US 4590009 A
Hydrazine is utilized for preventing side reactions during the preparation and storage of polyisocyanates partially blocked with hydroxy amines which are utilized for the introduction of basic functional groups into organic coating compositions which are deposited cathodically in an electrodeposition process. The inhibiting compound is used in the form of hydrazine hydrate at a level of from about 50 to 5000 ppm calculated on the amine used in the reaction.
1. The method of reducing side reactions during the preparation and during storage of a compound having one free isocyanate group and obtained by reacting a member of the group consisting of aromatic, aliphatic, and cycloaliphatic polyisocyanates and mixtures thereof, and an amine of the general formula ##STR3## wherein R is an alkanol or hydroxyphenyl radical, and R1 and R2 are alkyl, aryl or cycloalkyl radicals by the addition of from about 50 to 5000 ppm of hydrazine hydrate based on the said reacting amine.
2. The method of claim 1 wherein said hydrazine hydrate is present in an amount of from 100 to 2000 ppm based on the reacting amine.
3. The method of claim 1 wherein said hydrazine hydrate is mixed with said amine prior to the reaction with said polyisocyanate.
4. The reaction product according to claim 1.
5. The reaction product according to claim 2.
6. The reaction product according to claim 3.
This is a continuation of application Ser. No. 06/161,499 filed June 20, 1980, now abandoned.
The present invention is concerned with the use of hydrazine, in the form of hydrazine hydrate, as an additive to enhance the stability during preparation and storage of polyisocyanates partially blocked with hydroxy amines.
United States patent application Ser. No. 816,936 filed July 19, 1977, now U.S. Pat. No. 4,238,594, describes coating compositions for cathodically depositable electrodeposition paints which comprise the reaction product of (A) an unsaturated copolymer and/or polycondensation product and/or polyaddition product, containing for each 1000 molecular weight units at least 0.5, and preferably 0.8 to 3.0, side chain or chain ending double bonds; and (B) a reaction product having one free isocyanate group obtained by reacting an aromatic and/or aliphatic and/or cycloaliphatic di- or polyisocyanate and an amine of the general formula. ##STR1## wherein R is an alkanol or hydroxyphenyl radical and R1 and R2 are alkyl, aryl or cycloalkyl radicals. The reaction product of (A) and (B) is rendered water soluble through partial or total neutralization thereof with inorganic and/or organic acids. Depending on the final use, base resins with a higher or lower number of double bonds, i.e., the number of double bonds in 1000 molecular weight units, can be chosen to obtain various polymerization capacities, it only being essential that there is at least 0.5 double bonds for each 1000 molecular weight units. The coating compositions as above described are highly satisfactory in that being thermosetting they do not require crosslinking agents for curing.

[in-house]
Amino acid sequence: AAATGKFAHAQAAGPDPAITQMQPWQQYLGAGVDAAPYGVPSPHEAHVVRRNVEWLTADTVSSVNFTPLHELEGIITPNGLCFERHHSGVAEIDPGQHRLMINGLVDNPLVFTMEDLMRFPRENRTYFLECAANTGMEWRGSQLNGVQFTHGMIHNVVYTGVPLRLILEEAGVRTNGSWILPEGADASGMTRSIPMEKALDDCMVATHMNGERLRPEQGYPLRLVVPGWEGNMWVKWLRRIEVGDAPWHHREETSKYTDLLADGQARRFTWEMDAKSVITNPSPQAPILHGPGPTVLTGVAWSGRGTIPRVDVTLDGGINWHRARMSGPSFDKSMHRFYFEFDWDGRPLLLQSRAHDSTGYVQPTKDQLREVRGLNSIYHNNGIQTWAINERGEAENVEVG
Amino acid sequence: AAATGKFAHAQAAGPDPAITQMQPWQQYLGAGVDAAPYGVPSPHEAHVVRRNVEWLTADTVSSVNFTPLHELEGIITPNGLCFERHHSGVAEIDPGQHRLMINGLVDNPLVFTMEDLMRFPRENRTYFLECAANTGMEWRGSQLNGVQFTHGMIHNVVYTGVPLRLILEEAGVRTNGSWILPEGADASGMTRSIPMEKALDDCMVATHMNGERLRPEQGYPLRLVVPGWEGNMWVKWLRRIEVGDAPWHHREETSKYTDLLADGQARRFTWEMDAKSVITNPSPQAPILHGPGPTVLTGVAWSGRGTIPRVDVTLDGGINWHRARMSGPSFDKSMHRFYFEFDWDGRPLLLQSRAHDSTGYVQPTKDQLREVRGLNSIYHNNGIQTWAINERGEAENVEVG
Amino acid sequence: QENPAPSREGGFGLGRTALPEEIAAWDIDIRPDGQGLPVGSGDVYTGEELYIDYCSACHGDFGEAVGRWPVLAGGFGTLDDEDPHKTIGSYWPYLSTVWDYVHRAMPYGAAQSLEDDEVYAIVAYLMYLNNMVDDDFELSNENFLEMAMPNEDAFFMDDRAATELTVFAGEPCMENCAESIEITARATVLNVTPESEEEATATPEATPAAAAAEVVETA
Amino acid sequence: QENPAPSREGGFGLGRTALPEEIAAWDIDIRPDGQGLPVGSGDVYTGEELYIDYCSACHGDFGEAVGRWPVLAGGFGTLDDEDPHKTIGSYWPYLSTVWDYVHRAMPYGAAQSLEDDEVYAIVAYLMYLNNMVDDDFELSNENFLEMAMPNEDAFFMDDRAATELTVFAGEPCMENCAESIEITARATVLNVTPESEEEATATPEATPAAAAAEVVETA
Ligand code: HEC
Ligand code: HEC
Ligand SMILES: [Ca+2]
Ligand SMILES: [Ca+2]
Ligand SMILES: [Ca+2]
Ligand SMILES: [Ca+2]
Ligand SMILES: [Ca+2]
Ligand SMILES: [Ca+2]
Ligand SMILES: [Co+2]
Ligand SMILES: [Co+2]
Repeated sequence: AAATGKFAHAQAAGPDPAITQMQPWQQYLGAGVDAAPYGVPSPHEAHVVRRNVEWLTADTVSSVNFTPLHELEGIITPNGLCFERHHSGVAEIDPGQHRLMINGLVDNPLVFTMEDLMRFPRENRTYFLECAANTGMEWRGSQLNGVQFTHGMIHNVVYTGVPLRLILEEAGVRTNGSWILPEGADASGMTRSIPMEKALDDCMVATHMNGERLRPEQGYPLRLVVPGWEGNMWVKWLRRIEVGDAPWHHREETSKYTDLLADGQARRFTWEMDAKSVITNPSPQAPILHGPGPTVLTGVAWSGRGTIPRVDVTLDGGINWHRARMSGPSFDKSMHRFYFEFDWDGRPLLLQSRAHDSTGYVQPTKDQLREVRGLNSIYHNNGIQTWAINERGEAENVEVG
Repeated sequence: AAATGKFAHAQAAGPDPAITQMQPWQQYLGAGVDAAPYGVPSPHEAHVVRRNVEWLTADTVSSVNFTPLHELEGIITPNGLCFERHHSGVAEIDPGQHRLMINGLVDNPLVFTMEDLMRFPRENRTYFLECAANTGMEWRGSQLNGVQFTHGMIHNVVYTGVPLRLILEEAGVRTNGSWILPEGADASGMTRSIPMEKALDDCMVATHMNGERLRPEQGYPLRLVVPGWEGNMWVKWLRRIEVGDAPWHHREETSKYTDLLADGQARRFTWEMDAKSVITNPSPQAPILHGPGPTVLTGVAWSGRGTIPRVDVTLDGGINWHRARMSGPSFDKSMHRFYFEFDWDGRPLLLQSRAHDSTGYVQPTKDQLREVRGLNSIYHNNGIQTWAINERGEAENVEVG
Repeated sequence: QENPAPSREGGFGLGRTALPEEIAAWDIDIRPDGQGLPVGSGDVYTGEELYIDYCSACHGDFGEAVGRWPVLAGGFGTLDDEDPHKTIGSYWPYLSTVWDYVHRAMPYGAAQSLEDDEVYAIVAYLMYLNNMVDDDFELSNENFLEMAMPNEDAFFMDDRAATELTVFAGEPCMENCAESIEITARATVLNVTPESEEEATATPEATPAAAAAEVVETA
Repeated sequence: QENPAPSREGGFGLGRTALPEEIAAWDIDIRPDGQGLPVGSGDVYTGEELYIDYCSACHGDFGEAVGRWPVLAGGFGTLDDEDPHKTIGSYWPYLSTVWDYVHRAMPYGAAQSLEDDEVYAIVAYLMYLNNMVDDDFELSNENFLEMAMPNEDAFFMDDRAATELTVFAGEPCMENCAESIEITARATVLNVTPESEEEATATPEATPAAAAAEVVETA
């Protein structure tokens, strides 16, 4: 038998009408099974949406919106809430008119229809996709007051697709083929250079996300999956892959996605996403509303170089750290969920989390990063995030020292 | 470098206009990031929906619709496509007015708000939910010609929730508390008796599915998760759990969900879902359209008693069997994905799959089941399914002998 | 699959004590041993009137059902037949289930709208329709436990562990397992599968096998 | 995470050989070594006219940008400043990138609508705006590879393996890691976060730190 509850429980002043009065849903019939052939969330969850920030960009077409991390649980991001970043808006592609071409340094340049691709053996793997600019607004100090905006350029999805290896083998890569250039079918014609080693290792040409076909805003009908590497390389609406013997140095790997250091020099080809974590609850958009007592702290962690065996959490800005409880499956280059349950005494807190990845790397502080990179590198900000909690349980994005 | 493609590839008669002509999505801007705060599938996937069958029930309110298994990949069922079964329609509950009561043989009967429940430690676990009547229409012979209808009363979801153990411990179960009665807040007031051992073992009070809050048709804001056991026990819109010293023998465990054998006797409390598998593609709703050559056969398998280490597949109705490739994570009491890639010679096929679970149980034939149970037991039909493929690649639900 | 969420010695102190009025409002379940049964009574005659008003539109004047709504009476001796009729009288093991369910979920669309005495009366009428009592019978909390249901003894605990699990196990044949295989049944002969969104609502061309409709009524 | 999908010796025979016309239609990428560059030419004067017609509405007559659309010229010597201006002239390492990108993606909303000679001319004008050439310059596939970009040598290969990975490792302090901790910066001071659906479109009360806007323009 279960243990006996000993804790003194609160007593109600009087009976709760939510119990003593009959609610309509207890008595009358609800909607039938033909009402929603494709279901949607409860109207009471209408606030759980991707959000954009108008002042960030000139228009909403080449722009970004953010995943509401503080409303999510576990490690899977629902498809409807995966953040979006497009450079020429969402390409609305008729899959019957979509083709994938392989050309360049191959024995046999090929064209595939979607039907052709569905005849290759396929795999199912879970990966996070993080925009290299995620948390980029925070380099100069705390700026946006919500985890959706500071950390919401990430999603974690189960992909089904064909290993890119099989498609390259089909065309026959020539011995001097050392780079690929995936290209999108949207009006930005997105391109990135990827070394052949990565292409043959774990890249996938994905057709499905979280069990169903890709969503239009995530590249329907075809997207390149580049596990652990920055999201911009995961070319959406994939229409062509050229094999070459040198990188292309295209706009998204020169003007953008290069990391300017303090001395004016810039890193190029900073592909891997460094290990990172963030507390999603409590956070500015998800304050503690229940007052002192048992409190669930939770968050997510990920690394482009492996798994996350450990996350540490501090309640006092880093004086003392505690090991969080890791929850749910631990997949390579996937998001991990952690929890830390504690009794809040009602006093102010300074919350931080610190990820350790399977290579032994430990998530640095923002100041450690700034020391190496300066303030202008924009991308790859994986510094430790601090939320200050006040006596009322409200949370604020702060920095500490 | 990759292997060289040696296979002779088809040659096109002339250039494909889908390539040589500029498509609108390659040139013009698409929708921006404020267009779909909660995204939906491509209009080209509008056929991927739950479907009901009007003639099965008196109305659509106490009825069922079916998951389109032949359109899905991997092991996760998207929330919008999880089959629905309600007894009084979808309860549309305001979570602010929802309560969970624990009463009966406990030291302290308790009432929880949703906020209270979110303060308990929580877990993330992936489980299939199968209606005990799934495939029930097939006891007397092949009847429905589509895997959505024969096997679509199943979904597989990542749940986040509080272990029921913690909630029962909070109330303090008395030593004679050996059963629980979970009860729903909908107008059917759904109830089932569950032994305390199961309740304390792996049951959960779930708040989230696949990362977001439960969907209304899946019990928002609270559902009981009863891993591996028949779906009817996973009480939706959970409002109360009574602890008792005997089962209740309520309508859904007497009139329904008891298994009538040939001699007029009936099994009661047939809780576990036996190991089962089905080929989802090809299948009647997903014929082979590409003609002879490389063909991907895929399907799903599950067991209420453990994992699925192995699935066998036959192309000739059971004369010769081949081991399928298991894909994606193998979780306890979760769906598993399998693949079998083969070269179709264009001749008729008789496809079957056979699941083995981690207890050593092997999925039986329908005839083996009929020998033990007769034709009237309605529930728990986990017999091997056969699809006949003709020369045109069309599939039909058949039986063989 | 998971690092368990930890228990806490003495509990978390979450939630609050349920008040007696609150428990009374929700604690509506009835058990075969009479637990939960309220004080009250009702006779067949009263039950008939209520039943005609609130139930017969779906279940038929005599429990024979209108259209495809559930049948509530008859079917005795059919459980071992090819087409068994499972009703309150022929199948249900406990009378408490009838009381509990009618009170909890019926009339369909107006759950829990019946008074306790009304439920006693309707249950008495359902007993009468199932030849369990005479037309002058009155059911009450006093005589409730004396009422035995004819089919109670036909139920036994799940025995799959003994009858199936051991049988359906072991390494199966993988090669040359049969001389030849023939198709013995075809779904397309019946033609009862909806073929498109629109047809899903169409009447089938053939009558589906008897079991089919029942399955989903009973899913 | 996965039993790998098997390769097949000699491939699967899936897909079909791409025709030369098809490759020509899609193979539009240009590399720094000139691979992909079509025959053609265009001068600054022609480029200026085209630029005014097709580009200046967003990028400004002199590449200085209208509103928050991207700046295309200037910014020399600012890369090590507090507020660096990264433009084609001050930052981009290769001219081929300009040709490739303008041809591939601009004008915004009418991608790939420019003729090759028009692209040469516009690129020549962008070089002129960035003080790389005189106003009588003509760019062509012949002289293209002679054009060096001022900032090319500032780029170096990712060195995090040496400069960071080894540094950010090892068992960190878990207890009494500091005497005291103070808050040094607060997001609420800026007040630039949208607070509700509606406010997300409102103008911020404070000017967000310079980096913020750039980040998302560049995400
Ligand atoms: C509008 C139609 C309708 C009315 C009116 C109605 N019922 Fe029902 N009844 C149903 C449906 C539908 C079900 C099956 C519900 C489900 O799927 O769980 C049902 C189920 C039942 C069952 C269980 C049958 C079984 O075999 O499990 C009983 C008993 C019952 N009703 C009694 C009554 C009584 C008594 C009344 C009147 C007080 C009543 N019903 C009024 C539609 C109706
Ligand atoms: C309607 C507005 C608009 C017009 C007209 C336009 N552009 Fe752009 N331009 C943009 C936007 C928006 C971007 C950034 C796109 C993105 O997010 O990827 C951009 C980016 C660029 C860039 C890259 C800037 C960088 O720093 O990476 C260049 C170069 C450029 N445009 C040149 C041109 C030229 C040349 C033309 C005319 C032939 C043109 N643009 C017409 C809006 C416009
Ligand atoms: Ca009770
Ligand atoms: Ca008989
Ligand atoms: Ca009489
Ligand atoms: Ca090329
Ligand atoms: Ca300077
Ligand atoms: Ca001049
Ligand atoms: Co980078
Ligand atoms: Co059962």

It has been found, however, that the isocyanate compounds utilized in the preparation of the aforesaid coating compositions have a relative instability, since owing to their basic character the reactivity of the free isocyanate groups is strongly catalyzed which in turn leads to addition reactions believed to be according to the equation: ##STR2## This undesired side reaction, within a short time, leads to a decline in the isocyanate value and to a rise in viscosity of the isocyanate compound. It has been found that the isocyanate intermediates, the isocyanate value of which has fallen to about 55-60% of the original value, cannot be used for the preparation of cathodically depositable binders since the binders produced therefrom exhibit poor dilutability and exhibit changes in their deposition behavior. This, in turn, leads to non-uniform films. Accordingly, it is necessary to carry out the preparation of the intermediate at the lowest possible temperature. However, this leads to high cooling costs and, furthermore, the intermediate has to be processed immediately after production. Since, however, in large scale production there always is the danger of delays or interruptions (e.g., by power failure, cooling water failure, etc., or other technical shortcomings), the hazards of material and time losses or of quality fluctuations are very heavy.
It has now been found that it is possible to inhibit the above-mentioned side reaction and, thus, to safeguard production and to ensure storage stability of the basic isocyanate intermediate to such a substantial extent as to guarantee uniform and safe production of the final products. This invention is concerned, therefore, with the use of hydrazine (hydrate) as an additive to inhibit side reactions during production and storage of polyisocyanates partially blocked with hydroxy amines, at a level of from 50 to 5000 ppm, preferably from 100 to 2000 ppm of hydrazine hydrate, calculated as 100% hydrazine hydrate, in relation to or based on the reacting amine.